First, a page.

I like to think that I'm a fairly reflective person.
Often times, I find myself looking for little, interesting nuances about daily life to enjoy. Things that may not seem all that important to others.
I still see it as one of the "quirkier" aspects of myself.
Truthfully, it's part of why I actually look forward to going to school these days. You never know what you'll see next.
As I was walking down the hallway with a friend this afternoon, one of those strange little thoughts popped into my head.
"If this were a TV show, how often would the network have to use that 'bleep' button?"
Like I said, it's a quirky thing.
But, hey, you were young once, right?
I'm nowhere near a vulgar guy, but even I'm prone to making an off-color joke with my friends once in a while. I'd bet most of you out there were (or are) the same way.
For the record, though, I think the "bleep" button would be broken after one hallway. I won't go into specifics, but that's just my belief.
Now, for the most part, I'd bet that most non-collectors believe that baseball cards are quite tame, more of a "family" hobby than anything.
For the most part, they're right.
Compared to a hallway packed to the brim with young adults, they're certainly right.
Still, a few cards from this hobby would definitely give the censor something to think about.
Don't believe me?
Well, then you'll just have to take a look for yourself.
Take the back of this Fred Merkle card, for instance.
I'm sure the large, bolded, um..."b-word" featured here carried a slightly different connotation back in the day.
For better or worse, another card I've seen features it even more prominently.
Unfortunately, people have been linking it to Merkle ever since his unfortunate slip-up in 1908.
I should note that Mr. Merkle wasn't nearly as big of a "goat" as history has made him out to be. But that's another discussion for another post.
That aside, though, the 12 year-old kid in me can't help but laugh whenever I cross paths with this one.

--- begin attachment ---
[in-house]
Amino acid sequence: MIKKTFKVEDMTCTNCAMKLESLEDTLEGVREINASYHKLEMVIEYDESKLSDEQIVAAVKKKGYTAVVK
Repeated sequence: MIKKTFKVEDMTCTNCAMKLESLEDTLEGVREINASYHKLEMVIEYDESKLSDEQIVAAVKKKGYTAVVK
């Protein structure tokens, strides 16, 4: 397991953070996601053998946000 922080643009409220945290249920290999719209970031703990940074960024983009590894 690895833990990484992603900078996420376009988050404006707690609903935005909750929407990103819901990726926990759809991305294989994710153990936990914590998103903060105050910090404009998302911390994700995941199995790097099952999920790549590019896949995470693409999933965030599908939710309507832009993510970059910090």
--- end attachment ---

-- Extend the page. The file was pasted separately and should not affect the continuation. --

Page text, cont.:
They said it, not me.
The "bleep" button wouldn't do a lot of good here.
Looks like the baseball card networks would have to break out the old "censored" bar for this one. (One that has made quite a few appearances in my time watching Whose Line Is It Anyway? over the years. If you know what I mean.)
What I want to see here is the aftermath of ferocious attempt to break up a double play. A shot that represents the odd photography that makes '73 Topps such a classic.
However, what I end up seeing is Tito Fuentes involved in an act that would never pass on network TV.
I just feel sorry for that unfortunate Reds shortstop.
I've had the idea for this post rattling around for a couple weeks now.
The major reason it took so long to finally get it out of my system involves the very man you see above.
Until recently, I didn't think I owned a card of [Bleep] Pole. I figured that any post along these lines needed a card of his in some way, shape or form.
Either him, or Pete La...well, this guy.
I don't want to get into trouble with the censors.
Luckily, this card of Mr. Pole proved to be yet another spectacular byproduct of the "little blue box" I gushed about last night.
No, that's not a euphemism.
Get your mind out of the gutter.
This card has quickly become one of my favorites over the years.
After all, this proved to be Santo's final card as a Cub. Plus, such a great shot encapsulated in an awesome horizontal frame simply makes it a stand-out piece of cardboard.
But don't think I can't see you back there, Mr. Durocher.
I'm not sure what you're doing, but let's keep it family-friendly around here.
You too, Mr. Trammell.
Adjust your cup when the cameras aren't pointed at you, please.
Score may have said that they didn't "catch" this little error in time, but I don't believe them. They knew what they were doing by tossing this Paul Gibson card onto the market.
Maybe it's just me, but I can't see anything else whenever this one pops up in my collection. For better or worse, Trammell has become its "focal point".
This is mind-boggling.
I've been blogging for over a year now. And I haven't featured this card once.
How could that be?
It's one of the greatest cards ever made, no doubt.
Thankfully, I'll have rectified that oversight once this post is published. And I can't think of a better time to do it than with a write-up like this.
Years before Mark Fidrych would play in Detroit, Billy Martin introduced a different type of "bird" to the world of cardboard with this one.
I see that middle finger, Mr. Martin. We all do.
Astoundingly enough, no one at Topps did.
It must've slipped past the censor.
No big deal, though.
After all, a little off-color humor every now and then is a part of life.
Baseball cards are no exception.
You can bet your [bleep] on that.